|Publication number||US6464030 B1|
|Application number||US 09/836,693|
|Publication date||Oct 15, 2002|
|Filing date||Apr 17, 2001|
|Priority date||Apr 17, 2001|
|Also published as||EP1379425A1, US6883629, US20020148664, US20030057006, WO2002083485A1|
|Publication number||09836693, 836693, US 6464030 B1, US 6464030B1, US-B1-6464030, US6464030 B1, US6464030B1|
|Inventors||Michael W. Hanagan, Donald D. Varner, John L. Ortiz, Vincente S. Zavata|
|Original Assignee||Corbin Pacific, Inc.|
|Export Citation||BiBTeX, EndNote, RefMan|
|Patent Citations (24), Referenced by (6), Classifications (23), Legal Events (8)|
|External Links: USPTO, USPTO Assignment, Espacenet|
The present invention relates to vehicles, and, more particularly, to two and three wheeled vehicles which utilize a swing arm upon which the rear wheel is supported.
Two and three wheel vehicles such as motorcycles most usually steer the vehicle by turning only the front wheel(s). In such vehicles, the rear wheel generally is in a fixed position to rotate in a generally vertical plane extending parallel to the longitudinal axis of the vehicle. The rear wheel in motorcycles is frequently supported at the rear end of a swing arm which is pivotably supported at its front end of the chassis or frame of the vehicle.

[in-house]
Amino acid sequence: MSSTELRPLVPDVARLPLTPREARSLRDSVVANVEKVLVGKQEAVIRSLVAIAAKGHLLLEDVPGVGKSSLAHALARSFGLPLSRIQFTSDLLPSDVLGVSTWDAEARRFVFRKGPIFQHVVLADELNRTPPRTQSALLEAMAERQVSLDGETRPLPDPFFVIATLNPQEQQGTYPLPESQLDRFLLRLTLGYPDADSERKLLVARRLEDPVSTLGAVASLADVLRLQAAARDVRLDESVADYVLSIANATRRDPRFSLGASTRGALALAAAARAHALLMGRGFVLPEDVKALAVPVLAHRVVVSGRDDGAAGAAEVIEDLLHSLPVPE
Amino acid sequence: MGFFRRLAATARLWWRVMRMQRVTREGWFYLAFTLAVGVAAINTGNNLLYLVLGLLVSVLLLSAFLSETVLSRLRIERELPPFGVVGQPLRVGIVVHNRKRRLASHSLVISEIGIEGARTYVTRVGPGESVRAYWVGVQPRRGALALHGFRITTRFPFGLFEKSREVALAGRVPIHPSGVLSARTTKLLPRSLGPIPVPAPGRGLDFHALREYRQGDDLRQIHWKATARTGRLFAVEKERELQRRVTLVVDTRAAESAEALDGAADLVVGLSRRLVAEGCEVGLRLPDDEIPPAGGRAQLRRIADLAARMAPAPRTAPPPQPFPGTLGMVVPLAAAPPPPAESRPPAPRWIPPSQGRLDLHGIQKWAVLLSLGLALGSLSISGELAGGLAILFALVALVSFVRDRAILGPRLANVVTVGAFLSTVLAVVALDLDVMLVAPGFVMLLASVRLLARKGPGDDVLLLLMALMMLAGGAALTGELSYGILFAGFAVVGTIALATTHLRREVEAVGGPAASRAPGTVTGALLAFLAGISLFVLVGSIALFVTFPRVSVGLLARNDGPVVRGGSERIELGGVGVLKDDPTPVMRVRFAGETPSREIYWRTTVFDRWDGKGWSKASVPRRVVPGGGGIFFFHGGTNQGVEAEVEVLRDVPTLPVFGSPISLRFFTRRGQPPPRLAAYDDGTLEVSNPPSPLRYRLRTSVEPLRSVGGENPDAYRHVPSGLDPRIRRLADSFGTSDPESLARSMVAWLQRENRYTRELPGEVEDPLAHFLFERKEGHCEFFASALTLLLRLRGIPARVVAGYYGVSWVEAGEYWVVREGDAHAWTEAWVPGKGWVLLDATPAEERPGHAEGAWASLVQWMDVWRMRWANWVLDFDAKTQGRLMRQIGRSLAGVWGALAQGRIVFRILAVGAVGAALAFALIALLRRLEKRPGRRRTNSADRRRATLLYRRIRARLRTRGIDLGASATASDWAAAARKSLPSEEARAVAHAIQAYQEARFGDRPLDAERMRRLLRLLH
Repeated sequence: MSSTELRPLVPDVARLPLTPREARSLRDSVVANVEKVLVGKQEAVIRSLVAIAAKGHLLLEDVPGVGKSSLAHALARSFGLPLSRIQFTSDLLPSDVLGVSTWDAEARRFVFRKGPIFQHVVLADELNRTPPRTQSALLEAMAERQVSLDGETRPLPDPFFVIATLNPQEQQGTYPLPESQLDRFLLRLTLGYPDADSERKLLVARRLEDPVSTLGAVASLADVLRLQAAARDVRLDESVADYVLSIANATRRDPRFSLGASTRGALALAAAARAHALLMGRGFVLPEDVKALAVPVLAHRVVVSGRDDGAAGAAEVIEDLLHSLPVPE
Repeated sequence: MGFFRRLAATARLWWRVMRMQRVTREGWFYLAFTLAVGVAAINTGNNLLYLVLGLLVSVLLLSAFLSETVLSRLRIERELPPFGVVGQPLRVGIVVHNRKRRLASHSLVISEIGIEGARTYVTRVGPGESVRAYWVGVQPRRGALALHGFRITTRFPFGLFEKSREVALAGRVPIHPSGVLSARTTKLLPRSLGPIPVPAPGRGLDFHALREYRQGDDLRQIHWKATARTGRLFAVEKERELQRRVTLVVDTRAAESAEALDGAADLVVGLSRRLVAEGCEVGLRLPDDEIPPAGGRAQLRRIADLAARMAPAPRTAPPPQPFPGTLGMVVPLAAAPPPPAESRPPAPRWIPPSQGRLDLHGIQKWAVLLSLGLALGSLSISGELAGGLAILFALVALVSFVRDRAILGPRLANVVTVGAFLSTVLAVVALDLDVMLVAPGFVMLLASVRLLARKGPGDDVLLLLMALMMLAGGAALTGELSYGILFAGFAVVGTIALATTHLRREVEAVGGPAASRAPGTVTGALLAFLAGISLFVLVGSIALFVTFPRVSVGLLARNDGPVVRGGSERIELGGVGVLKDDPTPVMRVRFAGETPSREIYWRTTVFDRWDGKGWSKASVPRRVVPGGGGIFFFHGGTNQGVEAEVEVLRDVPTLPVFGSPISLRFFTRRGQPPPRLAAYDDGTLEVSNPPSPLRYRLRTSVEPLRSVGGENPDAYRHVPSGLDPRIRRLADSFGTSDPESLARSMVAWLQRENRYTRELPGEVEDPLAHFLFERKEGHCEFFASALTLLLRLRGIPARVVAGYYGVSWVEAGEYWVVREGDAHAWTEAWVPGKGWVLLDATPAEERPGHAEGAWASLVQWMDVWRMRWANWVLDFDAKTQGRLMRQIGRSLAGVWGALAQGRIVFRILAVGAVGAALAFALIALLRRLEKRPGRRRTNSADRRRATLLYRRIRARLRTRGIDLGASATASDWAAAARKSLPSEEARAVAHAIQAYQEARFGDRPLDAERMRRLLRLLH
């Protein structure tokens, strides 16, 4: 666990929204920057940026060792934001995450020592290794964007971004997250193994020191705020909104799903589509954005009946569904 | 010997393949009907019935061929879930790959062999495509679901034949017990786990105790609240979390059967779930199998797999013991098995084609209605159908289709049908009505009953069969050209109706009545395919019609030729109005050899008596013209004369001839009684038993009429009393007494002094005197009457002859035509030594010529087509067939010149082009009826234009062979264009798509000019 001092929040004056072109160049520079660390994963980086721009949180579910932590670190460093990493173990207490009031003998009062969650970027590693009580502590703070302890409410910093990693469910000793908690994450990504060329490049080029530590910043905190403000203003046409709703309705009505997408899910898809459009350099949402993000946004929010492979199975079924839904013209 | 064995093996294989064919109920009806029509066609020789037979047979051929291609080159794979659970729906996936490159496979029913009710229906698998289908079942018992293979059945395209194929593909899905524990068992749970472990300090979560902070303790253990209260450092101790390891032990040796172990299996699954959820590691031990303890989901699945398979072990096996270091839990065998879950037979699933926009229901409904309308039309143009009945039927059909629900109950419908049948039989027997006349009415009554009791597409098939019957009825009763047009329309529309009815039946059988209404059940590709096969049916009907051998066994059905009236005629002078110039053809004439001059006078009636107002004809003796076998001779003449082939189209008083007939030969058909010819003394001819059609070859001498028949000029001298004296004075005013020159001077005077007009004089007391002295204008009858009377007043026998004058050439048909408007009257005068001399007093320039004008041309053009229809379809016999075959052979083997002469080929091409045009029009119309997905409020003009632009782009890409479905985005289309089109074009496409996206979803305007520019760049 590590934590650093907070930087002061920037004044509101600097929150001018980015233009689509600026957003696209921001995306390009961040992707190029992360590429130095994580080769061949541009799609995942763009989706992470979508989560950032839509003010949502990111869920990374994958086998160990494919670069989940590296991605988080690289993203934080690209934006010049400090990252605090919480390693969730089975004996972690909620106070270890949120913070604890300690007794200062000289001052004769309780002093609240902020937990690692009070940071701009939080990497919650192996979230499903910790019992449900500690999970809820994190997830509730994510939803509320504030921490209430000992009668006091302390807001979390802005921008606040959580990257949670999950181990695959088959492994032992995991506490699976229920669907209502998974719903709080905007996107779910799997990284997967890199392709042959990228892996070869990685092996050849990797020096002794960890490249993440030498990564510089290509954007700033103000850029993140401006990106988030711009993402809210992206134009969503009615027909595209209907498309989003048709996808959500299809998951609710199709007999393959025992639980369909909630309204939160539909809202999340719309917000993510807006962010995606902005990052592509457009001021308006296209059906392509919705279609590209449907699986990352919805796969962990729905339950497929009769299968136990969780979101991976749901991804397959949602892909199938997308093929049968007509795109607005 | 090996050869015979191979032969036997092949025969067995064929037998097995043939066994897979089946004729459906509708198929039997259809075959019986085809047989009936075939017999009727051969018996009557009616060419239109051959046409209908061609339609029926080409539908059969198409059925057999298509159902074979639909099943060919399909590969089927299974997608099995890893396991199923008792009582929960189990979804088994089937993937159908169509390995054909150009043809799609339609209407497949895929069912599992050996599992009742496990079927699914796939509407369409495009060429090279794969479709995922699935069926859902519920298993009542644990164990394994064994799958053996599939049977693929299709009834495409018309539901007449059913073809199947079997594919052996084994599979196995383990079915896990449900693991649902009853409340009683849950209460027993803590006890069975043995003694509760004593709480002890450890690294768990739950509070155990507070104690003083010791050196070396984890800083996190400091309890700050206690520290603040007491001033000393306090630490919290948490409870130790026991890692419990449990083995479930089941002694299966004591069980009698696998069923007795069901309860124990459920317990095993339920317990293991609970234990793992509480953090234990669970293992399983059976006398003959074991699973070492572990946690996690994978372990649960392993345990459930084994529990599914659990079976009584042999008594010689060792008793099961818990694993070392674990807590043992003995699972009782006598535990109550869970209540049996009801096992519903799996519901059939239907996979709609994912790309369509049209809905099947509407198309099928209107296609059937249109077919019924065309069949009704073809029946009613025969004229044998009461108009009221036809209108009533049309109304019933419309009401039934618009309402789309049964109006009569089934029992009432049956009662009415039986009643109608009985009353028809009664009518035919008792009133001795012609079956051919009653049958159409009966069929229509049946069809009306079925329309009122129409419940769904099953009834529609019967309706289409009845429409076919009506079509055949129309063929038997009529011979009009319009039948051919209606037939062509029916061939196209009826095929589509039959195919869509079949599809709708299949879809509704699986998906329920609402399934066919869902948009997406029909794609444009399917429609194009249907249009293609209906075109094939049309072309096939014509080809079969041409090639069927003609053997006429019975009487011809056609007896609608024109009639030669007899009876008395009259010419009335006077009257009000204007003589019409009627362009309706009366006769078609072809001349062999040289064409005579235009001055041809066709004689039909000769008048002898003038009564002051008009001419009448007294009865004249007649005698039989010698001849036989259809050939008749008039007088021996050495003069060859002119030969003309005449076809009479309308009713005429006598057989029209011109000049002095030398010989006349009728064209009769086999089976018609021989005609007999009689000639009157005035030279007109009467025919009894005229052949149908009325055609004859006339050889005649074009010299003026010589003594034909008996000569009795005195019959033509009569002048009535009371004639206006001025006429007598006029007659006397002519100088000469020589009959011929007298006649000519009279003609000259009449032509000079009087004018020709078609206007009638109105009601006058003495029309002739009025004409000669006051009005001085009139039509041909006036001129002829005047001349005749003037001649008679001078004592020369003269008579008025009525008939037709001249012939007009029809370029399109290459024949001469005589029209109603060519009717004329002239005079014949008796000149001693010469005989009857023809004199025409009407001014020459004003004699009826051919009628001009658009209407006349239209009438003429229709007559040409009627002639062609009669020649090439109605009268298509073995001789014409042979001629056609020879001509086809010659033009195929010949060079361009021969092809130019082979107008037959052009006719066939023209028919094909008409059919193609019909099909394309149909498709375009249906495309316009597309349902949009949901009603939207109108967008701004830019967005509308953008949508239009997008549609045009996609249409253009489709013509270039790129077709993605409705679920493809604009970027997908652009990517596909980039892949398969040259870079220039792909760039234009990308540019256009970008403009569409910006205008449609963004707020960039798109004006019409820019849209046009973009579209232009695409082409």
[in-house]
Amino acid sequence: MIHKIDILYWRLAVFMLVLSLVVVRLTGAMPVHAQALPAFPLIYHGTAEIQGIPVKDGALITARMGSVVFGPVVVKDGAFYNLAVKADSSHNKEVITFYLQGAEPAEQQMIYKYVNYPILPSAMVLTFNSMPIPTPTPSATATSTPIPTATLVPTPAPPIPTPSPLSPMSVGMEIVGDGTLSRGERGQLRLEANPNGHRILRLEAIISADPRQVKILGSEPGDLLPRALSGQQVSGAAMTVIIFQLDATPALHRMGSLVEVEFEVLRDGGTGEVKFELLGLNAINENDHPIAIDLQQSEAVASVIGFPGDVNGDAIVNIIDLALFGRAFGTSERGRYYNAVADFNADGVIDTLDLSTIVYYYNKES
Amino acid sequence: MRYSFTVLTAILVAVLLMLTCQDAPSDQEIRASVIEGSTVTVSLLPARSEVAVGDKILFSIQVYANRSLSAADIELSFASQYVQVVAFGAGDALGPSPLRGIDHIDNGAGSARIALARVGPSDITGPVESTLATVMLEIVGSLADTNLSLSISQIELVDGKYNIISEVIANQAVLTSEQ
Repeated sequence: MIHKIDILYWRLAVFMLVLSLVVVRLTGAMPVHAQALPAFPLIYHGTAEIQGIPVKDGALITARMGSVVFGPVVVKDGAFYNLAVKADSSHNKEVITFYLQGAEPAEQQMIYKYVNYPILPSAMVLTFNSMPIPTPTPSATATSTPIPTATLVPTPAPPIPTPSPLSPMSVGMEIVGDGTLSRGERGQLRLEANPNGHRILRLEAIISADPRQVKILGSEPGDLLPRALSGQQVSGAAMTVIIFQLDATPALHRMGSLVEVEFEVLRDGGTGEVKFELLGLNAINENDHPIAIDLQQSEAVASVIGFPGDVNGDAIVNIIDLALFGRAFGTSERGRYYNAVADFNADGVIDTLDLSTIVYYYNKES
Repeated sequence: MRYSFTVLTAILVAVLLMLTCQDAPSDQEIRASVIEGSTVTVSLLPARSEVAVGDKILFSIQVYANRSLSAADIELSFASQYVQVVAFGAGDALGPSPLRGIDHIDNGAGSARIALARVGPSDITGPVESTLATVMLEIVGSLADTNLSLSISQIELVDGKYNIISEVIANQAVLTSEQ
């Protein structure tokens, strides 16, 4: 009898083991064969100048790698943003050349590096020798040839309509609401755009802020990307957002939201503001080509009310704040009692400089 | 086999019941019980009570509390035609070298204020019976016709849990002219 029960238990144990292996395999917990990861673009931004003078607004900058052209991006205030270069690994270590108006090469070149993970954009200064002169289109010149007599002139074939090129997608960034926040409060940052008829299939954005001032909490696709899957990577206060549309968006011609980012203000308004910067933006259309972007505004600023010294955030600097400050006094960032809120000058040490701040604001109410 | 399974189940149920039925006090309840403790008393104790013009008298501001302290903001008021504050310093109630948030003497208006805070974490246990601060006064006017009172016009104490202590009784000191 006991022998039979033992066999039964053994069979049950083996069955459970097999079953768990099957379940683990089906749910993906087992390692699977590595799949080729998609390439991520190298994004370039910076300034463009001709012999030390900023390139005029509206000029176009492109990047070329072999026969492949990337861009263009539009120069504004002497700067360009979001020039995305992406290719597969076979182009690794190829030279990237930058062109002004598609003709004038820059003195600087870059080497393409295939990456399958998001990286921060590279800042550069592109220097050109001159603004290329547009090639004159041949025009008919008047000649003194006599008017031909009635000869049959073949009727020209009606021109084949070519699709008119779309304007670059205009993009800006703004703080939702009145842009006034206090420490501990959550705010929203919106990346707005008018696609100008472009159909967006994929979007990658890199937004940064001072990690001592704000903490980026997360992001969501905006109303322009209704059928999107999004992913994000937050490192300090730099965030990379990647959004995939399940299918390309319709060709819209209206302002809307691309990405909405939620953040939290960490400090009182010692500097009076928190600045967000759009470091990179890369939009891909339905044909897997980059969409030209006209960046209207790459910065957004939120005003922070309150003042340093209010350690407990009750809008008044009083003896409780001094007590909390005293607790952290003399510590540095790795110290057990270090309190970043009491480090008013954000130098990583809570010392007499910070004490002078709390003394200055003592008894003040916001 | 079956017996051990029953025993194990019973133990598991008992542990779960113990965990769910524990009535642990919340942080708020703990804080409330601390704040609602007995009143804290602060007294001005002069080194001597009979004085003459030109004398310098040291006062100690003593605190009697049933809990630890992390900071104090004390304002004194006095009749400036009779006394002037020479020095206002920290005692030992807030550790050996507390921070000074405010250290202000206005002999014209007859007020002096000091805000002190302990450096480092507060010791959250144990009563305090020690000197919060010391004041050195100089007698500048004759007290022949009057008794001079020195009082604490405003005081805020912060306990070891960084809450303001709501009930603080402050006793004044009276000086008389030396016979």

When such vehicles turn, the front wheel(s) is pivoted about a generally vertical axis in the direction of the turn. However, the rear tire continues its rotation in a vertical plane parallel to the longitudinal axis. The lateral force acting on the tire as the vehicle orients its longitudinal axis in the direction of the turn causes the rear tire to “scrub” or slide sideways away from the direction of the turn. Such sidewise movement of the rear tire produces tread wear, the potential for loss of control, and loss of speed.